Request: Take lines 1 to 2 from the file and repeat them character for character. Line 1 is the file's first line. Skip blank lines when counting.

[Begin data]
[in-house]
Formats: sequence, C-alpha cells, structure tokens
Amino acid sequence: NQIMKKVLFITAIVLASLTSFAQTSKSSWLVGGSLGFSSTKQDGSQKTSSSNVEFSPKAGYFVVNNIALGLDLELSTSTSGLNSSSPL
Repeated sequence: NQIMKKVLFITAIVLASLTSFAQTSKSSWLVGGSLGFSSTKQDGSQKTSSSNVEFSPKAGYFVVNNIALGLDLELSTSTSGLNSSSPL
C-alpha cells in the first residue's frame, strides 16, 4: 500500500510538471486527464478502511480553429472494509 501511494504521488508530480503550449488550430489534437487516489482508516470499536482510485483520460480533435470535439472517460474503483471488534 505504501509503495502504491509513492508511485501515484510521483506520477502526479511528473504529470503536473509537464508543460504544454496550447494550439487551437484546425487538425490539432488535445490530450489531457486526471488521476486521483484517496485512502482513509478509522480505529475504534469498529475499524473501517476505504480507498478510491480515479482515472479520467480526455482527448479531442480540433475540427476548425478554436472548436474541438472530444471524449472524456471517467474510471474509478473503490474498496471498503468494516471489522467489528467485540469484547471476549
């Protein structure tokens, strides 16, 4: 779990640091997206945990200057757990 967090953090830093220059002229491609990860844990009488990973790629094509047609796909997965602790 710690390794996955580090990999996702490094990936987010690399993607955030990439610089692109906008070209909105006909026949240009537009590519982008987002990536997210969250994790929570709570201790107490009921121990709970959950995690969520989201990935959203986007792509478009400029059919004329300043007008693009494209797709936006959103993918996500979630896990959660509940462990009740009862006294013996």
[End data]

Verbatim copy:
[in-house]
Formats: sequence, C-alpha cells, structure tokens